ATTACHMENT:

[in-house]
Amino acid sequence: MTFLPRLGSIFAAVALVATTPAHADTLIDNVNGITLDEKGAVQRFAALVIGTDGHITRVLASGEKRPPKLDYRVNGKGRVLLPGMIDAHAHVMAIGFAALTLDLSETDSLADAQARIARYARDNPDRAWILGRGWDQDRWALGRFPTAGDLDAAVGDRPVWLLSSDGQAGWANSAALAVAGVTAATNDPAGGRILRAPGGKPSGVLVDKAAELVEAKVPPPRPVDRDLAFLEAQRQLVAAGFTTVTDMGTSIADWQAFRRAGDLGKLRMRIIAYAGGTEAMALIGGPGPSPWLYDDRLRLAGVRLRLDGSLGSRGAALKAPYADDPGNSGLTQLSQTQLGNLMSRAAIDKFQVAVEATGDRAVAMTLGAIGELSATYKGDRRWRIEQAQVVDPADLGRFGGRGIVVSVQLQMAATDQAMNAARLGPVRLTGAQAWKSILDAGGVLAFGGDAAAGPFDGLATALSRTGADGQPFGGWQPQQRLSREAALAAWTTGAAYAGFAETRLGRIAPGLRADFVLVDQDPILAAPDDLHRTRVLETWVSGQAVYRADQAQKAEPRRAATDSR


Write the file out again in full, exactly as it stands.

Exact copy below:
[in-house]
Amino acid sequence: MTFLPRLGSIFAAVALVATTPAHADTLIDNVNGITLDEKGAVQRFAALVIGTDGHITRVLASGEKRPPKLDYRVNGKGRVLLPGMIDAHAHVMAIGFAALTLDLSETDSLADAQARIARYARDNPDRAWILGRGWDQDRWALGRFPTAGDLDAAVGDRPVWLLSSDGQAGWANSAALAVAGVTAATNDPAGGRILRAPGGKPSGVLVDKAAELVEAKVPPPRPVDRDLAFLEAQRQLVAAGFTTVTDMGTSIADWQAFRRAGDLGKLRMRIIAYAGGTEAMALIGGPGPSPWLYDDRLRLAGVRLRLDGSLGSRGAALKAPYADDPGNSGLTQLSQTQLGNLMSRAAIDKFQVAVEATGDRAVAMTLGAIGELSATYKGDRRWRIEQAQVVDPADLGRFGGRGIVVSVQLQMAATDQAMNAARLGPVRLTGAQAWKSILDAGGVLAFGGDAAAGPFDGLATALSRTGADGQPFGGWQPQQRLSREAALAAWTTGAAYAGFAETRLGRIAPGLRADFVLVDQDPILAAPDDLHRTRVLETWVSGQAVYRADQAQKAEPRRAATDSR